Centuries later they themselves were replaced by the Pipil people, Nahua speaking groups who migrated from Mexico in the centuries before the European conquest and occupied the central and western regions. The Pipil were the last indigenous people to arrive in El Salvador. They called their territory Kuskatan, a Pipil word meaning The Place of Precious Jewels, backformed into Classical Nahuatl Cōzcatlān, and Hispanicized as Cuzcatlán. The people of El Salvador today are referred to as Salvadoran, while the term Cuzcatleco is commonly used to identify someone of Salvadoran heritage.
In pre-Columbian times, the country was also inhabited by various other indigenous peoples, including the Lenca, a Chilanga Lencan-speaking group who settled in the eastern highlands. Cuzcatlan was the larger domain until the Spanish conquest. Since El Salvador resided on the eastern edge of the Maya Civilization, the origins of many of El Salvador’s ruins are controversial. However, it is widely agreed that Mayas likely occupied the areas around Lago de Guija and Cihuatán. Other ruins such as Tazumal, Joya de Cerén and San Andrés may have been built by the Pipil or the Maya or possibly both.
European Contact (1522):
By 1521, the indigenous population of the Mesoamerican area had been drastically reduced by the smallpox epidemic that was spreading throughout the territory, although it had not yet reached pandemic levels in Cuzcatlán. The first known visit by Spaniards to what is now Salvadoran territory was made by the Spanish admiral Andrés Niño, who led a Spanish expedition to Central America. He disembarked in the Gulf of Fonseca on May 31, 1522, at Meanguera island, naming it Petronila, and then discovered Jiquilisco Bay on the mouth of Lempa River.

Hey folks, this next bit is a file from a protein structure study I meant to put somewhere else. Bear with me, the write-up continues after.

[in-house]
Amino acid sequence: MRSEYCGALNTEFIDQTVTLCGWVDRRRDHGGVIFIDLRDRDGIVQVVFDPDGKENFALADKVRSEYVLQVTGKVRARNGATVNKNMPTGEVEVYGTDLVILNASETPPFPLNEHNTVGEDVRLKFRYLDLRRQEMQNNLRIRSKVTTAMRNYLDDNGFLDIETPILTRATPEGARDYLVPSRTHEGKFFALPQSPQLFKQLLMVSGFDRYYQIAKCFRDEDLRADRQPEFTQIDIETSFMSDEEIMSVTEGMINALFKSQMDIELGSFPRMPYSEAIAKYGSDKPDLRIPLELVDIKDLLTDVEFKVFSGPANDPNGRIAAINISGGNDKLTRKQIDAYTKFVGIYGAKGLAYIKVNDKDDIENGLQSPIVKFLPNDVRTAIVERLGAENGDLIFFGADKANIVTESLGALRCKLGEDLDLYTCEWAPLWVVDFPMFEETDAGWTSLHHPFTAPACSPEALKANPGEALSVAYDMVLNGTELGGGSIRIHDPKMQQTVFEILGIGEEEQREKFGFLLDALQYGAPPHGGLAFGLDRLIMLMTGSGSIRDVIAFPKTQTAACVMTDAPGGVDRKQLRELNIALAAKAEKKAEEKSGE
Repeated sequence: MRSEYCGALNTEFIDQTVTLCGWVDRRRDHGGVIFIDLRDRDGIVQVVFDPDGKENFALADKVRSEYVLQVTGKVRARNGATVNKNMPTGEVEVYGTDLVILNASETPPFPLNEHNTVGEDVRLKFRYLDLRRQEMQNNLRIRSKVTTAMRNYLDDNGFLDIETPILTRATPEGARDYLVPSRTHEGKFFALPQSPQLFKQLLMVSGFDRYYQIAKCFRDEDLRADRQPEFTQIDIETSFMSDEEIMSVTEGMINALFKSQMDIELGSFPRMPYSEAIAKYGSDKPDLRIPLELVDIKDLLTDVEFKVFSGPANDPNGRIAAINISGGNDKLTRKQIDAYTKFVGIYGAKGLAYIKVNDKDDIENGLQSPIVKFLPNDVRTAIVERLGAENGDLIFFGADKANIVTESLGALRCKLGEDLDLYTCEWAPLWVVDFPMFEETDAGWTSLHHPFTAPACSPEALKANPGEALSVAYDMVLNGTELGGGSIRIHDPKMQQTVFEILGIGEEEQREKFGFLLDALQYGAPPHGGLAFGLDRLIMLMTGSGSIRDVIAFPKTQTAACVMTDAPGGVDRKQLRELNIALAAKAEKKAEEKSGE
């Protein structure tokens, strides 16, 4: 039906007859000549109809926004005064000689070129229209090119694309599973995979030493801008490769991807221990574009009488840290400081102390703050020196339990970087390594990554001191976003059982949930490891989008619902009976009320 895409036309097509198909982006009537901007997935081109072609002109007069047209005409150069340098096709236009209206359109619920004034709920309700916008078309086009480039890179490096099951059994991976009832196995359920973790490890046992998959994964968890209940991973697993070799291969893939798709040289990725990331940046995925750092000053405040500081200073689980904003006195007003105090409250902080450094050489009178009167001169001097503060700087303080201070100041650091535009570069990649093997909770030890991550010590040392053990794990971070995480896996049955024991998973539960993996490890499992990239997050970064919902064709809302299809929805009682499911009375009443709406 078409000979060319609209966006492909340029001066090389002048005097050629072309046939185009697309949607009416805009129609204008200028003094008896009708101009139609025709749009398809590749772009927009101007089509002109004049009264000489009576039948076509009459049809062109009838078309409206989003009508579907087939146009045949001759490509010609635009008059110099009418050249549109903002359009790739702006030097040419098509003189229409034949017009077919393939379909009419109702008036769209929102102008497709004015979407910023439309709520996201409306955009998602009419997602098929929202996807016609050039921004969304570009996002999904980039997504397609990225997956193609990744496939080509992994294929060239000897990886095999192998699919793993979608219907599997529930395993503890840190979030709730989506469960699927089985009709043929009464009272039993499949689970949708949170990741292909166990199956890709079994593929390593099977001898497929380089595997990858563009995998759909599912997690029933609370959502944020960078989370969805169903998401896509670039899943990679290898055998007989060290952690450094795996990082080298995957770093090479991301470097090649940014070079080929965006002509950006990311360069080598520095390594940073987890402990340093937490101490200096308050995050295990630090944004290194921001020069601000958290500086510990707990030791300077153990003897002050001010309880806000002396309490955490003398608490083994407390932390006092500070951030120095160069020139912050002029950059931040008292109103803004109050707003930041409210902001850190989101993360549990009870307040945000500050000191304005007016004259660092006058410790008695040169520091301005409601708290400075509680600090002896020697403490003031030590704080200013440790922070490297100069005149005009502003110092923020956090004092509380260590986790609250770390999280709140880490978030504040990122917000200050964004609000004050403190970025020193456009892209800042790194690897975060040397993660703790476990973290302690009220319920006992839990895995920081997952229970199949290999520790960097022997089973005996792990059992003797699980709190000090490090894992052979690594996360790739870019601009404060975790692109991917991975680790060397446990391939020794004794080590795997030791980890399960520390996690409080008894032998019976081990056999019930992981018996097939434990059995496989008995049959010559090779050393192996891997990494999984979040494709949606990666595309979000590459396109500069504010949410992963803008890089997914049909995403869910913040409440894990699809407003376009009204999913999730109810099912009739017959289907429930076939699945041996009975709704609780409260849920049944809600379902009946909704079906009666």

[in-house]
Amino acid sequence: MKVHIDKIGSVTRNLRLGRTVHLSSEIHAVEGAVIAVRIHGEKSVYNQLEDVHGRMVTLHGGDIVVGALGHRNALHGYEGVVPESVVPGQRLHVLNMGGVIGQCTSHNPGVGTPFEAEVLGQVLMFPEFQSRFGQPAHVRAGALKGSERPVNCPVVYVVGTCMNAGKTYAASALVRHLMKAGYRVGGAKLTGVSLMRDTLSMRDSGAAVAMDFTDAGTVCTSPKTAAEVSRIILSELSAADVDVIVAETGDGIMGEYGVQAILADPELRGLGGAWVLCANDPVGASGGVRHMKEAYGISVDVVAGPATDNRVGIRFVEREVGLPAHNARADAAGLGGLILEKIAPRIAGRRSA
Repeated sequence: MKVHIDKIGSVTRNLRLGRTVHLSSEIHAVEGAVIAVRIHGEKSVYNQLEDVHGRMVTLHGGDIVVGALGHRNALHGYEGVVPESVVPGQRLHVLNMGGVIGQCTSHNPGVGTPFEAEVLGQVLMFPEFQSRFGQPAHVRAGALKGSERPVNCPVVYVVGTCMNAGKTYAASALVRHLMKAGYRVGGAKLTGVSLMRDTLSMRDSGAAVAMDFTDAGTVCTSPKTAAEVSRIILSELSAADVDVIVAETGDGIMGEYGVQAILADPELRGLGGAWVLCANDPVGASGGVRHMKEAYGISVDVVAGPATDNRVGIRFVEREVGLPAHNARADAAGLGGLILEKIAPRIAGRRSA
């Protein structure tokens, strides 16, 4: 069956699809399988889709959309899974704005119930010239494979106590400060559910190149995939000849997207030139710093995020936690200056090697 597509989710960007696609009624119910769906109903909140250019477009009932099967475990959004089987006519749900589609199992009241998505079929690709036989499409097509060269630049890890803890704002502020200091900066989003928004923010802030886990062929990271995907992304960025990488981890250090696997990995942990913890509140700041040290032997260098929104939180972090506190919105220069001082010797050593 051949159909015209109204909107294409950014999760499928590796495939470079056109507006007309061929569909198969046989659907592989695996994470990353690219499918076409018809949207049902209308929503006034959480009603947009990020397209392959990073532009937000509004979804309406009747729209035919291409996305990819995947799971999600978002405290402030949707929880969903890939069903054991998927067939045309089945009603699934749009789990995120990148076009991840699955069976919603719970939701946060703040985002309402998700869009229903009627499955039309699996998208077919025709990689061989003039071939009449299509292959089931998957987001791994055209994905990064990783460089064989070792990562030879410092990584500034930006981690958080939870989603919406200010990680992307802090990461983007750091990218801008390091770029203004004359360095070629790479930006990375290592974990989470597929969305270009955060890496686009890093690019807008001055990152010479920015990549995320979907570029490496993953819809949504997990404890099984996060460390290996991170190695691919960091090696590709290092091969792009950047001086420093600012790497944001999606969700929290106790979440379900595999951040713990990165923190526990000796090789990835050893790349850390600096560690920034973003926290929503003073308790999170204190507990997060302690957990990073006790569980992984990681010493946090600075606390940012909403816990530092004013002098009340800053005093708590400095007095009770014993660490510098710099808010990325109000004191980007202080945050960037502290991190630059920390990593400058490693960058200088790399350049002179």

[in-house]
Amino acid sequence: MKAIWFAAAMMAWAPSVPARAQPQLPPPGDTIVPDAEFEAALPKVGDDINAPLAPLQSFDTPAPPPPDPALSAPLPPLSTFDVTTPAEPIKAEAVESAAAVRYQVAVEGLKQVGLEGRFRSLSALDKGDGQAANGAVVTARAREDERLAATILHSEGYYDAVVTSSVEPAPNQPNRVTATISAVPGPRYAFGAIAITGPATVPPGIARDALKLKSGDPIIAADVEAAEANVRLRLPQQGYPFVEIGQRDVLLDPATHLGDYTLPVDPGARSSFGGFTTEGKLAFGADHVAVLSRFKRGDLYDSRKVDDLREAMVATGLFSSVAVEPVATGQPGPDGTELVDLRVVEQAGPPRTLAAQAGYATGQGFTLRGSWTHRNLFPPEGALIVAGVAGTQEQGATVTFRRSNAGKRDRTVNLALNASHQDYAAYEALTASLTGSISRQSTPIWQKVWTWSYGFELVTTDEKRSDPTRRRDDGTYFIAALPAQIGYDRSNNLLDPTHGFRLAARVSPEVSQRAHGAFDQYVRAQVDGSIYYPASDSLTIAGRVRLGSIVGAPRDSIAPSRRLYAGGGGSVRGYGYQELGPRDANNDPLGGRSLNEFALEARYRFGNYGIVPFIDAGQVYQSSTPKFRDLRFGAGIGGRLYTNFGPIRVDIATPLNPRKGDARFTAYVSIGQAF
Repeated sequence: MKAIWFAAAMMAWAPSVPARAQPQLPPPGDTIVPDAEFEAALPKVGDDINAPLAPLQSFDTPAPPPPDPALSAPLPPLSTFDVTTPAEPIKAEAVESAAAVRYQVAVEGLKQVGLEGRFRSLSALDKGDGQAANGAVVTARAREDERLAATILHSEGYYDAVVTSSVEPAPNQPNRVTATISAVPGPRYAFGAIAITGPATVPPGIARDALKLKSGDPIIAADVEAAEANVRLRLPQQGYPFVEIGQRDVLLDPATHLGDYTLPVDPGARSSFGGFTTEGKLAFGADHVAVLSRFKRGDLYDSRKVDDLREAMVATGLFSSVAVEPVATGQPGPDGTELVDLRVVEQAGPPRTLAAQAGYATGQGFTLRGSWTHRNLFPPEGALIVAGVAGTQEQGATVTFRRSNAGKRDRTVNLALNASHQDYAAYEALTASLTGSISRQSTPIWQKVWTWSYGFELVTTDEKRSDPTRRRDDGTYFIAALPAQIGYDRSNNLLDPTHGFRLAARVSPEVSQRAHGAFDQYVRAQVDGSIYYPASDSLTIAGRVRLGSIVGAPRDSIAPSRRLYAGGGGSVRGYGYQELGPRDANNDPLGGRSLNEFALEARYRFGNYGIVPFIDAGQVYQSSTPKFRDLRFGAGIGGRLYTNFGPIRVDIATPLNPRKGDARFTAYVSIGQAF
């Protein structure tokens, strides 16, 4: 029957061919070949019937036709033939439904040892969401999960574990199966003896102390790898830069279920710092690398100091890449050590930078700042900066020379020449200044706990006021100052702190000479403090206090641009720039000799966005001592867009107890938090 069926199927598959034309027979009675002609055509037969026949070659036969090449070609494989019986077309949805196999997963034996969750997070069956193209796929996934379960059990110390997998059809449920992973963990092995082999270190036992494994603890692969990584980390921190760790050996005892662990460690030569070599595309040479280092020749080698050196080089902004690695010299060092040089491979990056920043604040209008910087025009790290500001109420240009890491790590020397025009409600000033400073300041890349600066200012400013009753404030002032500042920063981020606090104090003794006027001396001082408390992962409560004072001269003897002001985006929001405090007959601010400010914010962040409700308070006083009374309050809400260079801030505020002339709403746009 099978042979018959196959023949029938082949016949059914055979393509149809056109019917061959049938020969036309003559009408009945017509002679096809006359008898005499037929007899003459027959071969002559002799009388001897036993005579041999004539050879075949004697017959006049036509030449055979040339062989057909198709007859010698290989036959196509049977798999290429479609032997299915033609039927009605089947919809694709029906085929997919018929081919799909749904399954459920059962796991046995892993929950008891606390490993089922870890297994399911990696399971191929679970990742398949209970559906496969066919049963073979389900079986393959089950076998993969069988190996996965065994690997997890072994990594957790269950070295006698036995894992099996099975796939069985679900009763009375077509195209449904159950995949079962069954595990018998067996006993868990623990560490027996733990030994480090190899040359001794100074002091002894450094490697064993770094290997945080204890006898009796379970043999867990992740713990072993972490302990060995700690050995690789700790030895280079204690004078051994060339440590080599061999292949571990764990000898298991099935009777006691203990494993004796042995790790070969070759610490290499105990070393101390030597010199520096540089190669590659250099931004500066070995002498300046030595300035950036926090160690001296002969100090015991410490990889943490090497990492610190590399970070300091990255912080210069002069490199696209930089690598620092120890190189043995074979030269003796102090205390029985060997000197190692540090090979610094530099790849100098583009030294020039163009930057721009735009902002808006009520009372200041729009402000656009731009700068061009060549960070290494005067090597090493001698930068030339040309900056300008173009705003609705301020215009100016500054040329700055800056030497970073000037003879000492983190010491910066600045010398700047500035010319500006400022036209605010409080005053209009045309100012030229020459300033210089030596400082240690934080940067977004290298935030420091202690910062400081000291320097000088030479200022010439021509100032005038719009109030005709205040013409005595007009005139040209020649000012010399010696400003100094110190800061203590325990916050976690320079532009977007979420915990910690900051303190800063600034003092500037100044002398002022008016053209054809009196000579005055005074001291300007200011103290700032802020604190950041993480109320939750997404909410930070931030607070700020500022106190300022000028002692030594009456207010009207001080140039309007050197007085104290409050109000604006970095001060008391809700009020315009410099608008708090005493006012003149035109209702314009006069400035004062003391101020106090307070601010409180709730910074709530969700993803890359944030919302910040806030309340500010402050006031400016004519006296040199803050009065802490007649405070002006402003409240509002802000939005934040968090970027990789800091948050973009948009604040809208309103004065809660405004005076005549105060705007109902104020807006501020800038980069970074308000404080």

The first indigenous people to have contact with the Spanish were the Lenca of eastern El Salvador.
Conquest of Cuzcatlán (1524–1525):
In 1524, after participating in the conquest of Mexico, Spanish conquistadors led by Pedro de Alvarado and his brother Gonzalo crossed the Rio Paz (Peace River) from the area comprising the present Republic of Guatemala into what is now the Republic of El Salvador. The Spaniards were disappointed to discover that the indigenous Pipil people had no gold or jewels like those they had found in Guatemala or Mexico, but recognized the richness of the land’s volcanic soil.
Pedro de Alvarado led the first incursion by Spanish forces to extend their dominion to the nation of Cuzcatlan (El Salvador), in June 1524. When he arrived at the borders of the Cuzcatlan kingdom he saw that civilians had been evacuated. Cuzcatlec warriors moved to the coastal city of Acajutla and waited for Alvarado and his forces. Alvarado approached, confident that the result would be similar to what occurred in Mexico and Guatemala. He thought he would easily defeat this new indigenous force since his Mexican allies and the Pipil of Cuzcatlan spoke a similar language.
The Indigenous peoples of El Salvador did not see the Spanish as gods, but as foreign invaders. Alvarado saw that the Cuzcatan force outnumbered his Spanish soldiers and Mexican Indian allies. The Spanish withdrew and the Cuzcatlec army attacked, running behind them with war chants and shooting bow arrows. Alvarado had no choice but to fight to survive.